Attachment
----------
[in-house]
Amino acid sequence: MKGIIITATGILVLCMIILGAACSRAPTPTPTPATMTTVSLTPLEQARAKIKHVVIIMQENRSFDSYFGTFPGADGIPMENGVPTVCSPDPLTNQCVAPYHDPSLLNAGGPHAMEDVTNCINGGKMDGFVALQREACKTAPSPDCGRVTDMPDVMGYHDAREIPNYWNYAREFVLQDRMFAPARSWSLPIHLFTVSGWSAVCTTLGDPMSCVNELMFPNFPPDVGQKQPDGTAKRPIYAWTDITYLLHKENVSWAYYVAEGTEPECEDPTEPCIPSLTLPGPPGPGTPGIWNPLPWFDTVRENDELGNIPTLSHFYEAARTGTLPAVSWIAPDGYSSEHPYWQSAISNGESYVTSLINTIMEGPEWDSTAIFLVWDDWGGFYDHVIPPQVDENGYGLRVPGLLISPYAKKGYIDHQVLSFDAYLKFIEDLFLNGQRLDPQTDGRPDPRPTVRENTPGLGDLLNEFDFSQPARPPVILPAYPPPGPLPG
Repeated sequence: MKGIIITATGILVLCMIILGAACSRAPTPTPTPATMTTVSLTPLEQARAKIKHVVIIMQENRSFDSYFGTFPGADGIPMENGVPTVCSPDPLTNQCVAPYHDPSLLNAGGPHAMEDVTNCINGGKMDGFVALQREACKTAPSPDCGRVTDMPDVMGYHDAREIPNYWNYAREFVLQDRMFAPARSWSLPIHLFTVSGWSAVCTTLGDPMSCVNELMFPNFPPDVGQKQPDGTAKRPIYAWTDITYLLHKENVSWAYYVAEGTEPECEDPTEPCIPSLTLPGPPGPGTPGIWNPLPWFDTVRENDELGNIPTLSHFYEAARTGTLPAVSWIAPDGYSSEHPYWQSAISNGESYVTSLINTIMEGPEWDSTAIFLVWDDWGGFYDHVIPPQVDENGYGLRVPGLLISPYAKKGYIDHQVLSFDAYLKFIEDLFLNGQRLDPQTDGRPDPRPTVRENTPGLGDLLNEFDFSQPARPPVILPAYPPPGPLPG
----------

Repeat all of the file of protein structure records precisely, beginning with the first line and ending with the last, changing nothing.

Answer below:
[in-house]
Amino acid sequence: MKGIIITATGILVLCMIILGAACSRAPTPTPTPATMTTVSLTPLEQARAKIKHVVIIMQENRSFDSYFGTFPGADGIPMENGVPTVCSPDPLTNQCVAPYHDPSLLNAGGPHAMEDVTNCINGGKMDGFVALQREACKTAPSPDCGRVTDMPDVMGYHDAREIPNYWNYAREFVLQDRMFAPARSWSLPIHLFTVSGWSAVCTTLGDPMSCVNELMFPNFPPDVGQKQPDGTAKRPIYAWTDITYLLHKENVSWAYYVAEGTEPECEDPTEPCIPSLTLPGPPGPGTPGIWNPLPWFDTVRENDELGNIPTLSHFYEAARTGTLPAVSWIAPDGYSSEHPYWQSAISNGESYVTSLINTIMEGPEWDSTAIFLVWDDWGGFYDHVIPPQVDENGYGLRVPGLLISPYAKKGYIDHQVLSFDAYLKFIEDLFLNGQRLDPQTDGRPDPRPTVRENTPGLGDLLNEFDFSQPARPPVILPAYPPPGPLPG
Repeated sequence: MKGIIITATGILVLCMIILGAACSRAPTPTPTPATMTTVSLTPLEQARAKIKHVVIIMQENRSFDSYFGTFPGADGIPMENGVPTVCSPDPLTNQCVAPYHDPSLLNAGGPHAMEDVTNCINGGKMDGFVALQREACKTAPSPDCGRVTDMPDVMGYHDAREIPNYWNYAREFVLQDRMFAPARSWSLPIHLFTVSGWSAVCTTLGDPMSCVNELMFPNFPPDVGQKQPDGTAKRPIYAWTDITYLLHKENVSWAYYVAEGTEPECEDPTEPCIPSLTLPGPPGPGTPGIWNPLPWFDTVRENDELGNIPTLSHFYEAARTGTLPAVSWIAPDGYSSEHPYWQSAISNGESYVTSLINTIMEGPEWDSTAIFLVWDDWGGFYDHVIPPQVDENGYGLRVPGLLISPYAKKGYIDHQVLSFDAYLKFIEDLFLNGQRLDPQTDGRPDPRPTVRENTPGLGDLLNEFDFSQPARPPVILPAYPPPGPLPG